Trump's ties with Russia have not only overshadowed a range of other political agendas in Washington, but also become a widely discussed topic in a constituency generally not in favor of Trump.
A pub, for example, even devised a bingo game on the day of Comey's testimony and promised to offer free drinks every time Trump sent tweets during the testimony.
In Russia, the other eye of the cyclone, the atmosphere has remained largely calm. The Kremlin spokesman Dmitry Peskov on Wednesday responded to the new sanctions against his country seemingly with grace and poise, saying Moscow wants to get out of the deadlock with its "partners."
"As for the new sanction aspirations of our partners, we wouldn't like to go into this sanction dive once again. But that's not our choice," Peskov said.
Putin, however, took a more sarcastic tone in his comments. Reiterating his denial of Russian hacking into the election, the Russian president pledged to offer Comey political asylum similar to that of former U.S. Central Intelligence Agency contractor Edward Snowden should he be under prosecution.
"What's the difference then between the FBI director and Mr. Snowden?" Putin asked during Thursday's annual call-in with reporters and the general public from inside and outside Russia. "In that case, he's more of a rights campaigner defending a certain position than the security agency chief."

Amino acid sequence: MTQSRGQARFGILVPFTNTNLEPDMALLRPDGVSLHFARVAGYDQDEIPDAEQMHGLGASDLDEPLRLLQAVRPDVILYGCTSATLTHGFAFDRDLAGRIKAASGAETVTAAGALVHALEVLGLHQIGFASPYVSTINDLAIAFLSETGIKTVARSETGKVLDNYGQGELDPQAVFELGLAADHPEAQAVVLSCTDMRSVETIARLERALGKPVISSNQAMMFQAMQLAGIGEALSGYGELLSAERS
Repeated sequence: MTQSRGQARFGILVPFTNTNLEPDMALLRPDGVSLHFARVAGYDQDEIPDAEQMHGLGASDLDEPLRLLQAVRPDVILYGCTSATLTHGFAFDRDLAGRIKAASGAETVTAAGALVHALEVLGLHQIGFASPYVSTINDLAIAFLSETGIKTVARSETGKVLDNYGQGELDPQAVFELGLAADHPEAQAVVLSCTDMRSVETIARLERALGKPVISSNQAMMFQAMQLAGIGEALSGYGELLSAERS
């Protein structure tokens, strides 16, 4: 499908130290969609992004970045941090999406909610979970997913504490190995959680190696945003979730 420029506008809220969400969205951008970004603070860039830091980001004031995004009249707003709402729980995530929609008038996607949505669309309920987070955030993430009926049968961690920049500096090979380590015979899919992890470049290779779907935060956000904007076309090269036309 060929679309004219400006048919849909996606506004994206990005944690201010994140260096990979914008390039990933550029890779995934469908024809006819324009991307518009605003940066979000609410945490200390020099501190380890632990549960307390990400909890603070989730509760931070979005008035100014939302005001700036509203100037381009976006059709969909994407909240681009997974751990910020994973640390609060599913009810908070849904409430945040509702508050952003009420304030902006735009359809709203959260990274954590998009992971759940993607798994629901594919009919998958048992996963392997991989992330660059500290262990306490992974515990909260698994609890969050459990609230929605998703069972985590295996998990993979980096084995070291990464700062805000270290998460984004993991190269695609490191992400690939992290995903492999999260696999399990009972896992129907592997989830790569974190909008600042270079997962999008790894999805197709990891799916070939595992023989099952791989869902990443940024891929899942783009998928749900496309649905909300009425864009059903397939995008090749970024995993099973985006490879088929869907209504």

He added that if Comey "faces some sort of persecution in connection with that, we are ready to offer political asylum in Russia to him as well."
At the four-hour marathon event aired on TV and several Russian news portals online, Putin called the Russian meddling allegations a reflection of "exacerbating political infighting" in Washington, while reaffirming Russia's commitment to seeking normalization of ties with the United States. "We don't see America as our enemy," he said.
As for the Russian public, among whom Putin enjoys high approval ratings, it seems a lot of them even don't know who Comey is. They said the United States might have overestimated Russian hackers' abilities.
"I think you just flatter Russia too much, so (in case Russian hackers and the U.S. election) I should be proud of our hackers from Russia," said a Moscow resident to CNN.